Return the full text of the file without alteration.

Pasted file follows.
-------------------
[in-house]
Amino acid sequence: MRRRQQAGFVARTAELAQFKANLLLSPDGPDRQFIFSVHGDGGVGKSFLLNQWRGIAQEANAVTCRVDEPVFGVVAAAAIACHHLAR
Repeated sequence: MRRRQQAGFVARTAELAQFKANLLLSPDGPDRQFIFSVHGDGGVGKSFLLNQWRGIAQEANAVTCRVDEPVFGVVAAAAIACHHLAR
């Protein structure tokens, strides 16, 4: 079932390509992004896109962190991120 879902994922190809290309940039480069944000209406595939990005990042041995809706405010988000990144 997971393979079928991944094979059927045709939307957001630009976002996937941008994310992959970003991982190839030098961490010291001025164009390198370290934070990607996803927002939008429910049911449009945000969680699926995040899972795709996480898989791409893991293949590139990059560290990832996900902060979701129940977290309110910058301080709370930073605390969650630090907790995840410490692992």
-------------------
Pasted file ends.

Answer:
[in-house]
Amino acid sequence: MRRRQQAGFVARTAELAQFKANLLLSPDGPDRQFIFSVHGDGGVGKSFLLNQWRGIAQEANAVTCRVDEPVFGVVAAAAIACHHLAR
Repeated sequence: MRRRQQAGFVARTAELAQFKANLLLSPDGPDRQFIFSVHGDGGVGKSFLLNQWRGIAQEANAVTCRVDEPVFGVVAAAAIACHHLAR
């Protein structure tokens, strides 16, 4: 079932390509992004896109962190991120 879902994922190809290309940039480069944000209406595939990005990042041995809706405010988000990144 997971393979079928991944094979059927045709939307957001630009976002996937941008994310992959970003991982190839030098961490010291001025164009390198370290934070990607996803927002939008429910049911449009945000969680699926995040899972795709996480898989791409893991293949590139990059560290990832996900902060979701129940977290309110910058301080709370930073605390969650630090907790995840410490692992």